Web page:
We are all Americans
On the anniversary of the birth of our nation, we acknowledge the very people who today keep the burning flame alive.
This week, the United States of America will celebrate the 243th anniversary of its birth as a nation.
In the history of the nations, ours is a relatively young one.
It was in Philadelphia that some people —I would call the 18th Century’s DREAMERS—set out to carry out a daring undertaking.
These men gathered in our city agree to dream the impossible:
To declare the birth of a new nation, literally declaring war to the most powerful Army on Earth at the time, England’s Imperial Army.
As soon as they put their name under the Declaration of Independence —written in haste by Thomas Jefferson in a house on Market and Seventh Streets, and improved last minute by Benjamin Franklin, who lived nearby, with rigorous editing— they all knew they were subject to arrest, prosecution, loss of property, or even life.
That piece of paper is today a sacred document preserved in a museum, and all of us know it as the “Declaration of Independence of 1776," which inspired millions to action and today, 2 and a half centuries later, continue to inspire millions across the world.
It is preserved, and celebrated worldwide, because it wasn’t just a piece of paper, but rather a fundamental act of resolve by the men and women standing behind that bunch of signatures led by John Hancock's rubric.
That act of rightful resolve led to a long and bloody war, and later the painful birth of a new and extraordinary nation— the United States of America.
This young nation still exudes today, 243 years later, a promise that led to many men and women paying the ultimate sacrifice and dying in war conflicts of gigantic proportions.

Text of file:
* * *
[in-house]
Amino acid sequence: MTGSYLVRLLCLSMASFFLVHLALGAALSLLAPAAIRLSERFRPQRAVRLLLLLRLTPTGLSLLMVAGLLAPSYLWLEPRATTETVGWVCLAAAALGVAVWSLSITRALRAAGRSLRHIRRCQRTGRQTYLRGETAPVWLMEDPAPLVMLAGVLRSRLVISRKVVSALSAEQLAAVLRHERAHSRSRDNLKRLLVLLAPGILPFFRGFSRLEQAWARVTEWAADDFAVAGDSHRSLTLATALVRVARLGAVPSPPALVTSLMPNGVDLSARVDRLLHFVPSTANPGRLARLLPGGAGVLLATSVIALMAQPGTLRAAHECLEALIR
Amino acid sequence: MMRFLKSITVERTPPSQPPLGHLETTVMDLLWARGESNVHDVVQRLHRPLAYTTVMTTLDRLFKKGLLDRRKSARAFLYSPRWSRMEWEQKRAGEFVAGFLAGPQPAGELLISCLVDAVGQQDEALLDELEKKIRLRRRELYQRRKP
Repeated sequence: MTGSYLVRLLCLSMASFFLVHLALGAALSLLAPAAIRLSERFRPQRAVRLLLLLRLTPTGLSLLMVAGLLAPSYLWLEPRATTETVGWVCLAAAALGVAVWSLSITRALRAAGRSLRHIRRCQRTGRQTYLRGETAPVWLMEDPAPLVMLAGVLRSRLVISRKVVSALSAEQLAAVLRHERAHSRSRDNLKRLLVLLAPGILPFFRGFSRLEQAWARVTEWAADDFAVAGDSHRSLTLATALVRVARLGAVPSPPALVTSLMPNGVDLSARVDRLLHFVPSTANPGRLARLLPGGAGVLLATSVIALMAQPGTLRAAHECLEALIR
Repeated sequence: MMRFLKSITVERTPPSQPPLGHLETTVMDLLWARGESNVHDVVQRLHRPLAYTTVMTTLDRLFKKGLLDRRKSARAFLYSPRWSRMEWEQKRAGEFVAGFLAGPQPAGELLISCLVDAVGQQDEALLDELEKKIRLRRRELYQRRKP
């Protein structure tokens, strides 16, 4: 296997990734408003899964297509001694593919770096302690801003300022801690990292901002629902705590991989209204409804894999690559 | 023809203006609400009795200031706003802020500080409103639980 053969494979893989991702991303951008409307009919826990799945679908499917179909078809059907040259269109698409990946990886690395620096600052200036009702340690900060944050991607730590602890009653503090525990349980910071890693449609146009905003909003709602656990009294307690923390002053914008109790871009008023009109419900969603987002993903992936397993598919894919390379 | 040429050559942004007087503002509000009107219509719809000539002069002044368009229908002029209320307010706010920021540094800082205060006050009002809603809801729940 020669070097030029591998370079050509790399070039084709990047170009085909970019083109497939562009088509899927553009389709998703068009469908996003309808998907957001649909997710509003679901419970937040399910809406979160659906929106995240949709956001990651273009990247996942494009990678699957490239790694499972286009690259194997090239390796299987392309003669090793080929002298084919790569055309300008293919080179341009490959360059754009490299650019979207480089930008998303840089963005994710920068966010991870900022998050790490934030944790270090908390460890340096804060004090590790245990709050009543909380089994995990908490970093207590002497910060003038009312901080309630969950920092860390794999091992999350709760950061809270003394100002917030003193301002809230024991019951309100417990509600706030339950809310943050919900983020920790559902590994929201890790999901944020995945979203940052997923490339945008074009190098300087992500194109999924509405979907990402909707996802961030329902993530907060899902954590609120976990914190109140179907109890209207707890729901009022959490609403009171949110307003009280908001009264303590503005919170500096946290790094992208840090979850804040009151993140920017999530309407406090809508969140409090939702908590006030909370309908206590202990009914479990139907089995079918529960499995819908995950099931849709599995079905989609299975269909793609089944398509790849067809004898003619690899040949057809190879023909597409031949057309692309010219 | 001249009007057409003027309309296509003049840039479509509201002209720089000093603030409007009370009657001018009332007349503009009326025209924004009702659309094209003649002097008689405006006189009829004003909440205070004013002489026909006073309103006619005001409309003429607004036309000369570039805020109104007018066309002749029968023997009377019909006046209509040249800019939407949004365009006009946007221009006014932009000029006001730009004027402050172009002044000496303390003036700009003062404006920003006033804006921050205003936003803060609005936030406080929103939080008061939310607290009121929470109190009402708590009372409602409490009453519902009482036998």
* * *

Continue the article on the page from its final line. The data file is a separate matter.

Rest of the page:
Not only in the Revolutionary War, but also in the Civil War, almost 100 years later, with an unforgettable battlefield here in our own state, around the heroic plains and hills surrounding Gettysburg, PA.
We gathered last Saturday, June 29, at the Kimmel Center to celebrate that tradition we have summarized under the word “America.”
The land of the brave and the home of the free, "The Americans.” Los Americanos.
Because we are all Americans here, essentially. Todos somos Americanos aquí, esencialmente.
Tomamos mucho orgullo en ello. We take great pride on it.
That is why we celebrated last Saturday the Second annual edition of “The Americans you don’t know”, #ALDIATheNewAmerican at the Kimmel Center for the Performing Arts — honoring the new sojourners to Philadelphia and the great nation born here —the 21st Century DREAMERS— the naturalized U.S. Citizens born overseas who by choosing to come here believing in the promise to build their new home on American soil are helping in a big way to keep today the flame of the original idea burning alive.
Alive and shining bright from our city— as we all are celebrating again, all across the nation, on this new Fourth of July.